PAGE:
Intervention: Anything But My Own Skin

Tuesday, November 22, 2011

Wilderness Treatment Center Memoir

In 2004, I woke up to my parents and an escort team at four in the morning.  Because I was seventeen at the time, the escort team told me I would be going to rehab and that I did not have a choice in the matter.  With this news, my disease of addiction knew better than to protest.  I knew that I needed to wait until I got outside before I attempted my escape.  Needless to say, the escort team was prepared for the run away addict and my escape only landed me in handcuffs.  Less than five hours later I was landing in Montana where a counselor from the Wilderness Treatment Center was meeting me and my escort team.

Now, seven years later, I am sober, happy and have written a memoir about my experience.  My book, titled Intervention: Anything But My Own Skin chronicles my journey of being a teenage addict sent to the Wilderness Treatment Center against my will.  To get an inside look at what a teen experiences in treatment, click below:

Tuesday, July 26, 2011

Beyond Intervention: A memoir of addiction and recovery

Coming Soon!  "Beyond Intervention: A memoir of addiction and recovery" 

Get ready to go for round two as my second book will be picking up where "Intervention: Anything But My Own Skin," left off.

Saturday, March 19, 2011

Bluebirds are singing... "daydream" by Kellie Coker

I am sitting down in the middle of a small field that has been freshly cut.  A cool breeze from the change of seasons is gently rustling the tallest branches of the trees that line the field.  My dog, Beans is jumping frantically, chasing a bumble bee then switching to chasing another bumble bee.  Beans cannot not choose which bee to chase, so she chases all the bees.  Her brilliantly white fur is blinding underneath the bright sun and the bees are flying from a patch of yellow flowers to a tree of bright purple flowers.  Suddenly, I see a streak of blue fly across my field of vision.  I am not sure what the unnatural blue color could be until the steak of blue lands on  a tree.  Then as suddenly as the first blue streak crossed my vision, another blue streak follows the same path also landing on a tree.  The sight of the two blue streaks landing on a tree is a sight I have been hoping to see for almost a year.  Nine months ago, Kellie (my girlfriend) and I hung a blue-bird house.  We have just discovered the two blue-birds have taken a liking to the house and made the small wooden house their home.  So now I sit in the field, stretching my legs, with the warm sunshine across my face, the gentle breeze in my hair, and the wondering thought of, do the blue birds sing a new song everyday?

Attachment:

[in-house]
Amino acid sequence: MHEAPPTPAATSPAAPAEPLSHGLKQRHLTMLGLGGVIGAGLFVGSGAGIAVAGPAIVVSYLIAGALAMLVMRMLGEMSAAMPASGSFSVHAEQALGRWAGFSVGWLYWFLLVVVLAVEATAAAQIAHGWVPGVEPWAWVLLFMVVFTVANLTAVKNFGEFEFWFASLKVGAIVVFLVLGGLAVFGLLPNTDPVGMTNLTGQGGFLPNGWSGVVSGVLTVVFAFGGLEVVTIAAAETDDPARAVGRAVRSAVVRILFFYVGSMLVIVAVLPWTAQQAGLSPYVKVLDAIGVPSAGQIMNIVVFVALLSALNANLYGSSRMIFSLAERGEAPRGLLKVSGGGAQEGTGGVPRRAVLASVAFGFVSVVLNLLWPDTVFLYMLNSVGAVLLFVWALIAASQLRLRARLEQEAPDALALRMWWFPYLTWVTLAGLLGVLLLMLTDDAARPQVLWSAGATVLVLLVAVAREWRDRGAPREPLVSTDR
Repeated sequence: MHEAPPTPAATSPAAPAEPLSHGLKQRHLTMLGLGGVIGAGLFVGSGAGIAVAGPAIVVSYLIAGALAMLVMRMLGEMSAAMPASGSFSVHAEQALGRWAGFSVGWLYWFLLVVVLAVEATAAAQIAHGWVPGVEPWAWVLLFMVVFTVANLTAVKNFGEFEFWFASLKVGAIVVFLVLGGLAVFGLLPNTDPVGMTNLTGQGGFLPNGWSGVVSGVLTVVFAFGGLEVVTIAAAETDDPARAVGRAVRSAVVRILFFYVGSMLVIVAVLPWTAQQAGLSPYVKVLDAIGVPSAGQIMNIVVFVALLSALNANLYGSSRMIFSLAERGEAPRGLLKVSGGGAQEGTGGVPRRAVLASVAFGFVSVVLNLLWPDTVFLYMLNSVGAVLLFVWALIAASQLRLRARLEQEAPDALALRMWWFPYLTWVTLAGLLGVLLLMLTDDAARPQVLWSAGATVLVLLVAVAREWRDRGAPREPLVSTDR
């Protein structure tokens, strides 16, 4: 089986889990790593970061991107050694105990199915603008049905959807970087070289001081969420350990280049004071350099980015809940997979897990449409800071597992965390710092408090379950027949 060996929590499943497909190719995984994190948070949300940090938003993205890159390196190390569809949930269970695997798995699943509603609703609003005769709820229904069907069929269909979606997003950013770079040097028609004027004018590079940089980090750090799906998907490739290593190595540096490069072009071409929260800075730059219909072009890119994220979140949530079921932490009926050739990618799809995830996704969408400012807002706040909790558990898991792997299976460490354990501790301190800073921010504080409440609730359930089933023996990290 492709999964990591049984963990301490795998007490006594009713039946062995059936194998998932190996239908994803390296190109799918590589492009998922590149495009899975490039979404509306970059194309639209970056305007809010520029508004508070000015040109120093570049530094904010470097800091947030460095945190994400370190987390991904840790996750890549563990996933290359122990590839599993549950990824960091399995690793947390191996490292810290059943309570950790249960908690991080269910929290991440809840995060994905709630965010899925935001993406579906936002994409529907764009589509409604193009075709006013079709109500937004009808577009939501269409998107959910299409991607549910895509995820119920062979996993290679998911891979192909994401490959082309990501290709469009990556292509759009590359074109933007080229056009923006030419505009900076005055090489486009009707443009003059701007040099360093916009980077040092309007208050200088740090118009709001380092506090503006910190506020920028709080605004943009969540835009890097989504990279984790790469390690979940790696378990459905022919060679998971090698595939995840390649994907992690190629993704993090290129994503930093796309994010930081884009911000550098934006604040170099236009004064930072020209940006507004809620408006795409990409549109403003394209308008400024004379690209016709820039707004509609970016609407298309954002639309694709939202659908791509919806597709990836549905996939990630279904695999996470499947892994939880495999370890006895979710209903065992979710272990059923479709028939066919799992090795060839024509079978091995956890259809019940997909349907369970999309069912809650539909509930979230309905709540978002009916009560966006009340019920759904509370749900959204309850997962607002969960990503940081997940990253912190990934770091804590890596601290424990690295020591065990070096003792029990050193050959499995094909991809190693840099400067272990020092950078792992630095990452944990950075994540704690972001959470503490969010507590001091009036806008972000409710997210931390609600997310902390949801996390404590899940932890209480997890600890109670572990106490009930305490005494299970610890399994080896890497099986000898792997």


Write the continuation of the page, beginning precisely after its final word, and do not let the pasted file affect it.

Kellie recently published a song on itunes that dreams of having these events occur and I just witnessed this perfect moment she has been singing about in her songs.  To hear her song, "daydream," click song # 3 "daydream" after you click on this link >>   

Wednesday, February 2, 2011

Feature Cover Story for "Intervention Anything But My Own Skin"

A Montana newspaper called The Daily Interlake interviewed me for a cover story of their paper.  The article starts with this:

Just five days before his 18th birthday, Chad Hepler had a rude awakening from the comfort of his bed in his parent’s house in Georgia.

“It was 4 a.m. and I was still hazy from drinking,” Hepler recalled in a telephone interview.

A 6-foot, 6-inch, 300-pound man and a strapping woman stood by his bed. They informed him that they were escorting him to a substance abuse treatment center and he had no choice in the matter. Click Below to read the entire article:

Sunday, January 30, 2011

Addiction memoirs: Intervention 2 teaser

My inbox has three new emails – one from Facebook, one from spam, and one from an address I don’t recognize until I read the subject and see it is a reply email from the breeder.  My finger clicks down on the mouse pad and the email pops up.  The writer explains all the males have been sold but they still have two female puppies left.  Attached are four photos and after I click them I nudge Barry, demanding his attention.  “Look, I got pictures.”  His attention diverts from the television – a hard thing for Barry to do.  When the pictures open, I see both puppies side by side and immediately know which one I want.  There is no comparison.  Both puppies’ bodies are perfectly white but one puppy has markings on her face that are look ascetically pleasing.  Her face is symmetrical being completely brown but with a white line running down the center of her head.  Perfect black circles surround her eyes, a pink patch is under her black nose and white accents around her jaw and gums that hang from her cheeks.  One of the floppy ears is white and one is brown.  Her face looks like somebody painted a clown face with excessive makeup.